The people's voice of reason


Last month's column, "Declaration of Independence: Rebellion, or Interposition?" asked whether the Declaration of Independence and the War for Independence that followed were consistent with the Bible's admonition that we are to obey the civil authorities (Romans 13:1-7; I Peter 2:13).

We saw that civil disobedience is sometimes justified (Exodus 1; Daniel 3, 6; Acts 5:29); but further, we saw that the American War for Independence was neither rebellion nor civil disobedience; it was lawful interposition in which lesser magistrates "interpose" or place themselves between the people they represent and the higher magistrate who has become a tyrant. Interposition is consistent with II Chronicles 10 and the English Magna Charta of 1215. And on 4 July we celebrate Independence Day.

But France celebrates in July for another reason: 14 July is Bastille Day, the day in 1789 when, as some tell it, freedom-seeking French peasants stormed that notorious prison known as the Bastille to free the political prisoners and establish "liberty, equality, fraternity." (The original slogan was "Liberty, Equality, Fraternity, or Death!") And some think the French revolutionaries and the American patriots were fighting for the same cause.

But were they? Let's look at history and decide.

The French Revolution was not at all a spontaneous uprising. As Lord Acton observed, "The appalling thing in the French Revolution is not the tumult, but the design. Through all the fire and smoke we perceive the evidence of calculating organization. The managers remain studiously concealed and masked; but there is no doubt about their presence from the first."

[Note to readers: Does that bear any resemblance to events of today?]

In the late 1700s France was suffering from moral decay. As historian Otto Scott wrote in Robespeirre -- Inside the French Revolution (New York 1974),

"French intellectuals, middle and upper classes had grown ashamed of their country, history and institutions. Such a phenomenon had never before arisen in any nation or race throughout the long history of mankind. A great loosening began; the country slowly came apart. For the first time since the decadent days of Rome, pornography emerged from its caves and circulated openly in a civilized nation. The Catholic Church in France was intellectually gutted; the priests lost their faith along with the congregations. Strange cults appeared; sex rituals, black magic, satanism. Perversion became not only acceptable, but fashionable. ... The air grew thick with plans to restructure and reconstruct all traditional French society and institutions."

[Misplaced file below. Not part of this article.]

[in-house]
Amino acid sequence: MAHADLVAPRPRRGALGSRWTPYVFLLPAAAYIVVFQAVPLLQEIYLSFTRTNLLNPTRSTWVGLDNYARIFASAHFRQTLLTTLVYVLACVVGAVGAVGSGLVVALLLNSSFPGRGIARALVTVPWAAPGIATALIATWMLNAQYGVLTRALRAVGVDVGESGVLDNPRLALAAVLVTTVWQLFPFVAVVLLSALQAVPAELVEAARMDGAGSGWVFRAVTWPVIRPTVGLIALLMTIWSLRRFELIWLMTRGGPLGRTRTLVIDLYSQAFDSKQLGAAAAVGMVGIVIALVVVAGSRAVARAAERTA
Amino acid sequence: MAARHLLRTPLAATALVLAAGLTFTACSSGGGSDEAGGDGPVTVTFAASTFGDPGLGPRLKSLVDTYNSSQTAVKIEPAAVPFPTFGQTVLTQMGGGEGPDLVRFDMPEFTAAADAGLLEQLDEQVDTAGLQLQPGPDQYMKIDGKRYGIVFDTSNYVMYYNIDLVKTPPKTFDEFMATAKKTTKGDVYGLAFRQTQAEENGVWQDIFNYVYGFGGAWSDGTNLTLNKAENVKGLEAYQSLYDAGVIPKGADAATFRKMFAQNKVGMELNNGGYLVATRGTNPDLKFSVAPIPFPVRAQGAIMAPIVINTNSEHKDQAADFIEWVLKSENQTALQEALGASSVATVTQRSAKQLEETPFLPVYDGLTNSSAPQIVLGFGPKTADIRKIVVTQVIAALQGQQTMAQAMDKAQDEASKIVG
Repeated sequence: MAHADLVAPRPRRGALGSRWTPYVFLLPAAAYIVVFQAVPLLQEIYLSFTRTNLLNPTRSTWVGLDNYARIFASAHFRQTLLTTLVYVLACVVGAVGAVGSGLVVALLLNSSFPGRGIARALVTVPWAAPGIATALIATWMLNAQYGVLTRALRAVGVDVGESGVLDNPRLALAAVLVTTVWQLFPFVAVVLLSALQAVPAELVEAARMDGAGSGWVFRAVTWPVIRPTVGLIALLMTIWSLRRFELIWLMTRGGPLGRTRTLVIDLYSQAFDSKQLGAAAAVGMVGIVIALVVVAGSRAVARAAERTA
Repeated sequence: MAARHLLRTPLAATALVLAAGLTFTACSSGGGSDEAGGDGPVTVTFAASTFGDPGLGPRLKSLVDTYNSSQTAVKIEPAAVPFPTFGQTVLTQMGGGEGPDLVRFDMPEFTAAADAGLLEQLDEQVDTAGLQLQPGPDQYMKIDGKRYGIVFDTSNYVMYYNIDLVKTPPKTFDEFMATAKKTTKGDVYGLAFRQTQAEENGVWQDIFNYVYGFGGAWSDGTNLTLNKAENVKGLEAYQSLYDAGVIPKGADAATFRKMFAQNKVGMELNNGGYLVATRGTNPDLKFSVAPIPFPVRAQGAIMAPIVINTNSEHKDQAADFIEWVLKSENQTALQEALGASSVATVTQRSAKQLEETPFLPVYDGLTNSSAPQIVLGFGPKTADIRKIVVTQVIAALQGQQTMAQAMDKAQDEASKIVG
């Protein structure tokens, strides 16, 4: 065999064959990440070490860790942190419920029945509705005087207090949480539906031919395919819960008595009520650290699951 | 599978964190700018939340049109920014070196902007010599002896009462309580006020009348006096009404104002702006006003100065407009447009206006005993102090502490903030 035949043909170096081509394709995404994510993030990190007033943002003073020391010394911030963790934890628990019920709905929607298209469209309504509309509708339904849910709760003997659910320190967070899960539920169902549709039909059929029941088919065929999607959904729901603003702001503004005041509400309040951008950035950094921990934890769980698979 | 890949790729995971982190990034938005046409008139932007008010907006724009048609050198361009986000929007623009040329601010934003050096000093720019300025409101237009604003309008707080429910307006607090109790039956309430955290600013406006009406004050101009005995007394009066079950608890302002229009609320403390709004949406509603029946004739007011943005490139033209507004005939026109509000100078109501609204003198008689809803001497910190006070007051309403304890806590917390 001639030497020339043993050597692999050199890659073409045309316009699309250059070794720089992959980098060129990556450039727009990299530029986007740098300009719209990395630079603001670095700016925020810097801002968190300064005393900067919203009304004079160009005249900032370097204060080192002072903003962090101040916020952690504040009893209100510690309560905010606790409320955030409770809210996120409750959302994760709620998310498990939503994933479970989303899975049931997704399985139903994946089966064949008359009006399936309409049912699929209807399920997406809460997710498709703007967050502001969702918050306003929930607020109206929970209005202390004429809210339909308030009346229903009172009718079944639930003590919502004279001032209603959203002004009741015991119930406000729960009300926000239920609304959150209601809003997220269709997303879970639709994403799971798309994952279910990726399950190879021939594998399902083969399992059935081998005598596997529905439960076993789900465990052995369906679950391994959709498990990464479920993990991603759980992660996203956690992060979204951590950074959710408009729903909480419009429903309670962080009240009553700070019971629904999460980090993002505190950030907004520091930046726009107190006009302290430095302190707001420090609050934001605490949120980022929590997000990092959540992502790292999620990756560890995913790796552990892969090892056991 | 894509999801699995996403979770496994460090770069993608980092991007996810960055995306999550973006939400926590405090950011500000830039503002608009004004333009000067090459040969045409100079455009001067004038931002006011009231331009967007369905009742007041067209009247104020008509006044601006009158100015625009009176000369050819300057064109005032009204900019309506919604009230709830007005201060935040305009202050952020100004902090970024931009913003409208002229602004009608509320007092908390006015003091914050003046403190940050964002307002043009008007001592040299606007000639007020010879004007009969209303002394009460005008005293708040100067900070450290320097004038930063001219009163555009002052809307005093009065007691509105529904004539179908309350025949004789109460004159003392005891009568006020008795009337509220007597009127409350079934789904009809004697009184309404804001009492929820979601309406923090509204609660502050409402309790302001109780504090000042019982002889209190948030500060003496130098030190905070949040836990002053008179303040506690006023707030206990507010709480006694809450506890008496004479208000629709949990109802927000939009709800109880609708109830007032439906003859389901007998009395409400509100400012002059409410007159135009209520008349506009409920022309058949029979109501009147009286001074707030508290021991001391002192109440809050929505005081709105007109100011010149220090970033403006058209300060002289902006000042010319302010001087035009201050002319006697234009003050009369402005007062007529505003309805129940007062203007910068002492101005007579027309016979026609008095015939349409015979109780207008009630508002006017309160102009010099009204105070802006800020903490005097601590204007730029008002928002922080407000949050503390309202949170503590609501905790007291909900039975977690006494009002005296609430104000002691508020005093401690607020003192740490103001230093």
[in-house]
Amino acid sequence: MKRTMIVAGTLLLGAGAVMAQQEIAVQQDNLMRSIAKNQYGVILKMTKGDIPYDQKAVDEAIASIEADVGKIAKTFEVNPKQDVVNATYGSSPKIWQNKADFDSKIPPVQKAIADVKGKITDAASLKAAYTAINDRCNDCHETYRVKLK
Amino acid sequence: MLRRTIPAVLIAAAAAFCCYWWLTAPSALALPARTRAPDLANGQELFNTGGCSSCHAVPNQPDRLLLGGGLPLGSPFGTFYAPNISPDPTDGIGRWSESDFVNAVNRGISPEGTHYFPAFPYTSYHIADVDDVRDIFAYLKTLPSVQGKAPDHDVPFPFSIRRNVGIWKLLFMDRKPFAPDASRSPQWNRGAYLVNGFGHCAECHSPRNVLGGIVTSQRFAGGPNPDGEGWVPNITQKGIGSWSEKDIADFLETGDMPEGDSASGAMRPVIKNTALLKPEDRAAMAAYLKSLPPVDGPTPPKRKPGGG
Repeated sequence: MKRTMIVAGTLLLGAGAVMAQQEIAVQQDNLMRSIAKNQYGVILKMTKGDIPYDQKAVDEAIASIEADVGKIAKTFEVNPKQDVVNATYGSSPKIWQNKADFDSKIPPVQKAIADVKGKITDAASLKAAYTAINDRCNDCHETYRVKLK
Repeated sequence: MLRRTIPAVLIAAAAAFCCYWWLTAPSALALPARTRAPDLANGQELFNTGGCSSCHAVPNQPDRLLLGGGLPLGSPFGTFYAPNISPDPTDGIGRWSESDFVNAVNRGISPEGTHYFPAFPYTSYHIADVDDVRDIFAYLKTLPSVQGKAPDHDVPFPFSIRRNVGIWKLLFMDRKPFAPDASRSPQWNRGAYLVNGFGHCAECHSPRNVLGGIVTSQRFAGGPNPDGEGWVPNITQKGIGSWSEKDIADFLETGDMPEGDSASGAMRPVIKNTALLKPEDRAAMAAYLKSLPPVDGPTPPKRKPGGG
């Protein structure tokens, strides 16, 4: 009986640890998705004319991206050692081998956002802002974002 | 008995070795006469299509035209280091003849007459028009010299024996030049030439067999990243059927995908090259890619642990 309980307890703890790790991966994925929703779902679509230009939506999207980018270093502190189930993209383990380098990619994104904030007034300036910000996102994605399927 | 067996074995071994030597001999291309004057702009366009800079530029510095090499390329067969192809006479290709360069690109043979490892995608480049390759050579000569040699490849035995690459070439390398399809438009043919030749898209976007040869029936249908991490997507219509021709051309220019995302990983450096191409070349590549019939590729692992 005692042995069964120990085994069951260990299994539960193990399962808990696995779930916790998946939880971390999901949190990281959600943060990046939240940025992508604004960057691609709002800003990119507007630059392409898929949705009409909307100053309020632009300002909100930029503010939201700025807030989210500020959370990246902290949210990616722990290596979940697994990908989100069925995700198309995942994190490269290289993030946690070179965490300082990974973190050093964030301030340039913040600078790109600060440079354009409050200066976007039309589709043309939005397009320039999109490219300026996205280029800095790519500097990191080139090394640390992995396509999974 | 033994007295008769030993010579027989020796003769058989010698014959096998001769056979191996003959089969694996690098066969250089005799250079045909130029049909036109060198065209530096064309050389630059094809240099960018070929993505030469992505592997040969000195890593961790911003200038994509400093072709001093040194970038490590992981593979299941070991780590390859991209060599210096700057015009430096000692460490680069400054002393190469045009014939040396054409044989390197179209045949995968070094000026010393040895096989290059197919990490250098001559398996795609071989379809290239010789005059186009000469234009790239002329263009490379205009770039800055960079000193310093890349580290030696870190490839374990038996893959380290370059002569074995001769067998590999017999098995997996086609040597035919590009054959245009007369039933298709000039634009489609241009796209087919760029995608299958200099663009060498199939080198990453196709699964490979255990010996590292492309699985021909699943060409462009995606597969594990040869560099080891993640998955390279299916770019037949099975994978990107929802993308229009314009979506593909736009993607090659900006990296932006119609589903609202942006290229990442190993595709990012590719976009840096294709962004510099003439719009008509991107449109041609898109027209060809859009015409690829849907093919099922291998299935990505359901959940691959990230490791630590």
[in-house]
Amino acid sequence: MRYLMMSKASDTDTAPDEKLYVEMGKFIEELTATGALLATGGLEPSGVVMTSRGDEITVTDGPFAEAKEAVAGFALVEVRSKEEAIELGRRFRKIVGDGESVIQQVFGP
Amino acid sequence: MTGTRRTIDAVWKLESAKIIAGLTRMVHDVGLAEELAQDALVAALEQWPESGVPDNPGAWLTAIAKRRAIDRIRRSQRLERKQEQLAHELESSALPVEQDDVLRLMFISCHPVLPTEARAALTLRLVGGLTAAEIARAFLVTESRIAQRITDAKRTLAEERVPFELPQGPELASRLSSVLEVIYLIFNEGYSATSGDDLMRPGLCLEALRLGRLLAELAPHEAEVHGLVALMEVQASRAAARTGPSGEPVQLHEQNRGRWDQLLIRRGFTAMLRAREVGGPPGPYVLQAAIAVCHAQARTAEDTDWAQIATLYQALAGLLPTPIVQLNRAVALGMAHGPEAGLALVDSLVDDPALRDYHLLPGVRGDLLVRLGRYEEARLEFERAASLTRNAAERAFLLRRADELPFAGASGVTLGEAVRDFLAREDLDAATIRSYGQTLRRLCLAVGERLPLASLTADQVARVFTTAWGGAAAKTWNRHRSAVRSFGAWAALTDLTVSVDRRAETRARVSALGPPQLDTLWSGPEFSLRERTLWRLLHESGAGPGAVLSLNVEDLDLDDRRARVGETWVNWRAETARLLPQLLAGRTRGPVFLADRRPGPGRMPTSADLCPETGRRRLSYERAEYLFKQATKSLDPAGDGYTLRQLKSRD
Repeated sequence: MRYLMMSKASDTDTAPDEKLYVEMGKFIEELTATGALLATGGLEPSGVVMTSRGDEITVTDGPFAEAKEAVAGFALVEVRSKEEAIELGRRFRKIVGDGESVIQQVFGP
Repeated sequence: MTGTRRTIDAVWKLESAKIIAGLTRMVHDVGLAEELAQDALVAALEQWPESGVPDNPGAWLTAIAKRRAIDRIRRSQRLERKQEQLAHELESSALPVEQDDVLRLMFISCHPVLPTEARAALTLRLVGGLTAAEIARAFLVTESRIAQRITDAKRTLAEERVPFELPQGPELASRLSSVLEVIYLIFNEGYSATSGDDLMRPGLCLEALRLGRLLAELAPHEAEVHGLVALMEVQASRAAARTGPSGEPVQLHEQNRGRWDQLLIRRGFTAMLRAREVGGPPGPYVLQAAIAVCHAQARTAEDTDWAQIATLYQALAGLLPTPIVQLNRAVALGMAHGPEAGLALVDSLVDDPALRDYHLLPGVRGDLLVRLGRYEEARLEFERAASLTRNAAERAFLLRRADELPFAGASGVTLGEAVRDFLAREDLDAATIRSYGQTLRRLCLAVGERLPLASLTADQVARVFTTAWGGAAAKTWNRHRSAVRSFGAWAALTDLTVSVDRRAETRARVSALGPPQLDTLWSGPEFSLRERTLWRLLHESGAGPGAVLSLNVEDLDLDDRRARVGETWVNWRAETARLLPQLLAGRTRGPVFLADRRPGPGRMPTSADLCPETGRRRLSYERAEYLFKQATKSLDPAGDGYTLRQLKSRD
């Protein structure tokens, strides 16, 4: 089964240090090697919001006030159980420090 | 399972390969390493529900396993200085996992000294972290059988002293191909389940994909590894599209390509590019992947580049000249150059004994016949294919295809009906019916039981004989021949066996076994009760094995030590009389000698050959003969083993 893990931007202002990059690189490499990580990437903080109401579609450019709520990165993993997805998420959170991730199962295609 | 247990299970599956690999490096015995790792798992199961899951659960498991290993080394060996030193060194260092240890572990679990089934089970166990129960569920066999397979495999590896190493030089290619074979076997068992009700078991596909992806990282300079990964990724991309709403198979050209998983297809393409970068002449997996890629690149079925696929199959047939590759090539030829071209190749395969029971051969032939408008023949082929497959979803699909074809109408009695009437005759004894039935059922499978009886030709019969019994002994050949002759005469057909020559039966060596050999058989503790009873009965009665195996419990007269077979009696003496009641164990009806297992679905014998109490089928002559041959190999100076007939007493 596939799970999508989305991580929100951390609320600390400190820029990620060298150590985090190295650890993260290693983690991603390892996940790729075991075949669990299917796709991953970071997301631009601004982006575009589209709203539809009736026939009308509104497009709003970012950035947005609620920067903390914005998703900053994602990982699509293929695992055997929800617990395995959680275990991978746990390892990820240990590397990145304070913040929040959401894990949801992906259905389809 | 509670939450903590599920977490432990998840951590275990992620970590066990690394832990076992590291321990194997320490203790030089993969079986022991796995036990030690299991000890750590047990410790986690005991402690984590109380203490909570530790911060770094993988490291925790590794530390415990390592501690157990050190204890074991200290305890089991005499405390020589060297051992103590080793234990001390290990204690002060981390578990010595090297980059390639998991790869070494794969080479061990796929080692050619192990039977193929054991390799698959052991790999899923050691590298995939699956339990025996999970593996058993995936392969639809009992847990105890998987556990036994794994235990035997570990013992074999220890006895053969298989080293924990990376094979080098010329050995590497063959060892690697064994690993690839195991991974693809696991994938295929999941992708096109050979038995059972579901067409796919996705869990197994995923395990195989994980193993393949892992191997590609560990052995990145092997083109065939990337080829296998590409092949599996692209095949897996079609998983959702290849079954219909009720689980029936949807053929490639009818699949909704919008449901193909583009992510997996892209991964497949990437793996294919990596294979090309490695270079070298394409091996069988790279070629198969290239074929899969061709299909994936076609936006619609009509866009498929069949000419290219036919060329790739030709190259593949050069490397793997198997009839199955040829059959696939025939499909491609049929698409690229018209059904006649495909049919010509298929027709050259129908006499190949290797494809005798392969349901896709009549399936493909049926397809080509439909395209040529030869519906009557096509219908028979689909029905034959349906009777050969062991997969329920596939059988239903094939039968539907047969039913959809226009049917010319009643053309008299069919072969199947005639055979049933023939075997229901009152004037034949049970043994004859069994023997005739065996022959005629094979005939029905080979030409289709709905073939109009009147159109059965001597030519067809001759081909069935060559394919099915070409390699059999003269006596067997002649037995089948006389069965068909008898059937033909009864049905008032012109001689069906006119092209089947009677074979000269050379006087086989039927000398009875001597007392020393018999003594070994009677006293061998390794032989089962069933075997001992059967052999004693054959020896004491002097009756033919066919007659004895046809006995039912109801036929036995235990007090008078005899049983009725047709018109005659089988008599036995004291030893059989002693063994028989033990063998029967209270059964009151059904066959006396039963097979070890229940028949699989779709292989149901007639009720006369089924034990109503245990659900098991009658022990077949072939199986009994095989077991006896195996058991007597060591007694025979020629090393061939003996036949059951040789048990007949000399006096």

As France plummeted into economic collapse, agitators dispersed into the countryside to destroy grain stores and terrorize peasants, while hired mobs staged "spontaneous" riots in Paris. On July 14, 1789 a mob stormed the Bastille to free the "political" prisoners. Ignoring a white flag of truce, they massacred the warden and his soldiers, carrying their heads on spikes through the streets. As it turned out, there were a total of seven prisoners in the Bastille, none of whom were political. (The last arguably "political" prisoner, the Marquis de Sade, had been transferred ten days earlier.) King Louis XVI and Queen Marie Antoinette were beheaded, and in June 1792 a mob seized the National Assembly and made Danton dictator of France.

The National Assembly was increasingly radicalized under the leadership of Georges Jacques Danton and Maximilien Robespierre, and during this time the terms "left wing" and "right wing" were first coined. Led by Robespierre, the radical Jacobins sat on the left side, but they also used the term "left" in defiance of Christian tradition which portrayed believers at the right hand of God and unbelievers at His left hand.